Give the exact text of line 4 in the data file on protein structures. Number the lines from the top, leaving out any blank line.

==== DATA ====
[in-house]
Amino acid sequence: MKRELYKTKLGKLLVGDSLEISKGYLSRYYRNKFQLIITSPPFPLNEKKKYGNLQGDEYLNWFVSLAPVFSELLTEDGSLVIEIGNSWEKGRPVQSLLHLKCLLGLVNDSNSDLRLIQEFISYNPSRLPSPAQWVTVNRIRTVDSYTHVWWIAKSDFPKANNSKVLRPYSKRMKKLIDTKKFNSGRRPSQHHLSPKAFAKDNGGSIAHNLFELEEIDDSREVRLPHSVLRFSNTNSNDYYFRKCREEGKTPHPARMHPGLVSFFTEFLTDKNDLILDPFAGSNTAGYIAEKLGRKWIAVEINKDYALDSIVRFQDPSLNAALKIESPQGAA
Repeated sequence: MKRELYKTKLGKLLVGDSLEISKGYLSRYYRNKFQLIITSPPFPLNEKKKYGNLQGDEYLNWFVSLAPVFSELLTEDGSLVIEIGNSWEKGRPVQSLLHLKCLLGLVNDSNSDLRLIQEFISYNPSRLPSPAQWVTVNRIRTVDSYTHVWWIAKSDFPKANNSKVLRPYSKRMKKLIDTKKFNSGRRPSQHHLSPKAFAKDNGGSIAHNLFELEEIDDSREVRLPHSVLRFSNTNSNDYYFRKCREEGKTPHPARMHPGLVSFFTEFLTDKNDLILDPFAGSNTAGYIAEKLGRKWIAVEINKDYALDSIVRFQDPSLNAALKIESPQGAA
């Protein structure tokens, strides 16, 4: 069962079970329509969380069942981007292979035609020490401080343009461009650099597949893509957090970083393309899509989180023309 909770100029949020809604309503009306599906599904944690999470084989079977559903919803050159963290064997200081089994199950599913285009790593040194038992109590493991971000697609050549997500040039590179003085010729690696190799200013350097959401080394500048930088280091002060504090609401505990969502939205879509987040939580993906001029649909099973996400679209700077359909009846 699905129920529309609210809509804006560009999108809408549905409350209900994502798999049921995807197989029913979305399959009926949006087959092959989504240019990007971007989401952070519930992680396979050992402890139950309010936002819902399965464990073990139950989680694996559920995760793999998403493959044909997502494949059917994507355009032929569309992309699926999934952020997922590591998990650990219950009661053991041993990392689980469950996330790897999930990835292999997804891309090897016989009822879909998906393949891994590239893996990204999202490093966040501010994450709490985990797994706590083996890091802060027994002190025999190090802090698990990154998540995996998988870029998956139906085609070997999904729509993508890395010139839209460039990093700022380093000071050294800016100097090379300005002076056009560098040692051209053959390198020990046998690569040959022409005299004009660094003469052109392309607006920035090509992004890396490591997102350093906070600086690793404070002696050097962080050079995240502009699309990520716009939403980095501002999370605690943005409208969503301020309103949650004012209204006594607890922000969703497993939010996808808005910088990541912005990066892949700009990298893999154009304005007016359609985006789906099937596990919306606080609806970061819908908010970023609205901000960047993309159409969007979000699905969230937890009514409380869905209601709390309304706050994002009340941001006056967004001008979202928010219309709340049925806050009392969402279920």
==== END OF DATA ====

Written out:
């Protein structure tokens, strides 16, 4: 069962079970329509969380069942981007292979035609020490401080343009461009650099597949893509957090970083393309899509989180023309 909770100029949020809604309503009306599906599904944690999470084989079977559903919803050159963290064997200081089994199950599913285009790593040194038992109590493991971000697609050549997500040039590179003085010729690696190799200013350097959401080394500048930088280091002060504090609401505990969502939205879509987040939580993906001029649909099973996400679209700077359909009846 699905129920529309609210809509804006560009999108809408549905409350209900994502798999049921995807197989029913979305399959009926949006087959092959989504240019990007971007989401952070519930992680396979050992402890139950309010936002819902399965464990073990139950989680694996559920995760793999998403493959044909997502494949059917994507355009032929569309992309699926999934952020997922590591998990650990219950009661053991041993990392689980469950996330790897999930990835292999997804891309090897016989009822879909998906393949891994590239893996990204999202490093966040501010994450709490985990797994706590083996890091802060027994002190025999190090802090698990990154998540995996998988870029998956139906085609070997999904729509993508890395010139839209460039990093700022380093000071050294800016100097090379300005002076056009560098040692051209053959390198020990046998690569040959022409005299004009660094003469052109392309607006920035090509992004890396490591997102350093906070600086690793404070002696050097962080050079995240502009699309990520716009939403980095501002999370605690943005409208969503301020309103949650004012209204006594607890922000969703497993939010996808808005910088990541912005990066892949700009990298893999154009304005007016359609985006789906099937596990919306606080609806970061819908908010970023609205901000960047993309159409969007979000699905969230937890009514409380869905209601709390309304706050994002009340941001006056967004001008979202928010219309709340049925806050009392969402279920």